- Private clouds: A private cloud is limited for use by a single organization. The resources and infrastructure are used exclusively by that company. These tend to come with a higher price tag but offer better customization and security options.
- Hybrid clouds: A hybrid cloud works as a combination of public and private cloud features. Hybrid clouds can also involve a combination of on-premise datacenters, virtual datacenters, and both public and/or private cloud instances. Companies that want the freedom to scale quickly as well as enjoy strong security often take advantage of hybrid cloud services.
Cloud Data Protection Benefits to Enterprises
Some cloud security benefits include the ability to:
- Secure applications and data while gaining total visibility over every user, folder, and file activity across various environments
- Proactively identify and reduce risks, including malware, unusual user activity, and security concerns
- Improve access control
- Establish policies
- Identify and stop the loss of data
Cloud Computing Security Challenges
- DDoS attacks: Distributed denial-of-service (DDoS) attacks have been growing in popularity. Attackers use DDoS attacks to overwhelm a website’s server so it does not have the capacity to respond to user requests. This could render the site useless for long periods of time.
- Loss of data: Data can be lost from the cloud for a variety of reasons. Even when no one is actively trying to take data, it can be lost due to an accident or a natural disaster. Not only do cloud security solutions help keep thieves out but they can also include measures to protect data from unexpected events.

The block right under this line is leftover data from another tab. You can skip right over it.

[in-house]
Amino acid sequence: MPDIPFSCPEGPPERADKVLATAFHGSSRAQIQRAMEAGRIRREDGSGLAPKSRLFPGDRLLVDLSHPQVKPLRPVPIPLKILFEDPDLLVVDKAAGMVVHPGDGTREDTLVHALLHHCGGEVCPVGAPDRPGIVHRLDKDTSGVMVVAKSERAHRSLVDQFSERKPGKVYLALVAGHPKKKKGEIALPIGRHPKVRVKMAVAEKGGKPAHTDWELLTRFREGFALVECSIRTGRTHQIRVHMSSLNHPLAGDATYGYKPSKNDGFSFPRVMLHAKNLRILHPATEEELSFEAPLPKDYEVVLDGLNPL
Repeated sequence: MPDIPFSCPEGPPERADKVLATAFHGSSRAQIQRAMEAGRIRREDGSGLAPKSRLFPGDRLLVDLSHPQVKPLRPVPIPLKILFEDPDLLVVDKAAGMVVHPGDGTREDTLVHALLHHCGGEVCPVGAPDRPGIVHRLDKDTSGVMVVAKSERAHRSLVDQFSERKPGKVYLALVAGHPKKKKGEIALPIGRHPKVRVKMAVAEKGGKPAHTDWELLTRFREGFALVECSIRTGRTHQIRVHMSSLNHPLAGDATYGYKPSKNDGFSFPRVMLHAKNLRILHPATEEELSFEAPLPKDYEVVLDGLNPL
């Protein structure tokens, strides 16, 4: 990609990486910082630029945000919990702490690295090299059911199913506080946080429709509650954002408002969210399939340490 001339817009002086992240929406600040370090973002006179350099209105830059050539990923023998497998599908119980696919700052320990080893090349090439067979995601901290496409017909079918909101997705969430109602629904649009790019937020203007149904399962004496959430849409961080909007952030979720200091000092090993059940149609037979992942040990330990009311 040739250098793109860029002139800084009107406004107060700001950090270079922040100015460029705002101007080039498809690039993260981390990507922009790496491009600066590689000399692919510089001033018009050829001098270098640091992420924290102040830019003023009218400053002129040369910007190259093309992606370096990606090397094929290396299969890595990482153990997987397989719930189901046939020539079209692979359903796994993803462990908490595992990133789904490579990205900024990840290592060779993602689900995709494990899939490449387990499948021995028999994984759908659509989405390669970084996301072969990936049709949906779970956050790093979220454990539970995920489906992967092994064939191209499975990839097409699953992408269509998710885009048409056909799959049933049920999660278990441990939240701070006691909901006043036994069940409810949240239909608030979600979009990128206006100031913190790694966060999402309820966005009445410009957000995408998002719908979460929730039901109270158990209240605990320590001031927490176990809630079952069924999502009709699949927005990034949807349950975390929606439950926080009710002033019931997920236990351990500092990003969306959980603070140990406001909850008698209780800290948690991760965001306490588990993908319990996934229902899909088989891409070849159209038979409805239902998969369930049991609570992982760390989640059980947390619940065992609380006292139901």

- Data breaches: Data on the cloud can be a slow-moving target for the right hacker if it is not secured. Some steal data to exploit members of an organization. Others sell it to entities wishing to know a company’s secrets. Without the right cloud security solutions, a company’s data may be exposed.
- Vulnerable access points: A cloud-based system offers unbeatable access, but the devices used to interact with the cloud are often unprotected or under-protected. As a result, nearly every phone, tablet, laptop, or other mobile device that accesses your cloud system could present an attack opportunity for the wrong person or software. However, with the right firewall, you can limit access to the right kind of traffic.
- Alerts and notifications: When there is a security breach, stopping the threat before it does significant damage is only part of the job. A complete system will make sure important stakeholders are notified of the situation. Often, the damage of an attack, even after it has been stopped, comes from the fact that too much time passes before the IT team is able to react and alert others. A responsive cloud security system provides information through alerts and notifications to those who need to know—and when they need to know it.
Cloud Security Best Practices
- Put data protection policies in place: Each organization has mission-critical data that needs to be protected. It is important to identify the most crucial data and shield it from unwanted access. Minimizing the attack surface of crucial data can focus your cloud security resources, enabling you to get the most out of them.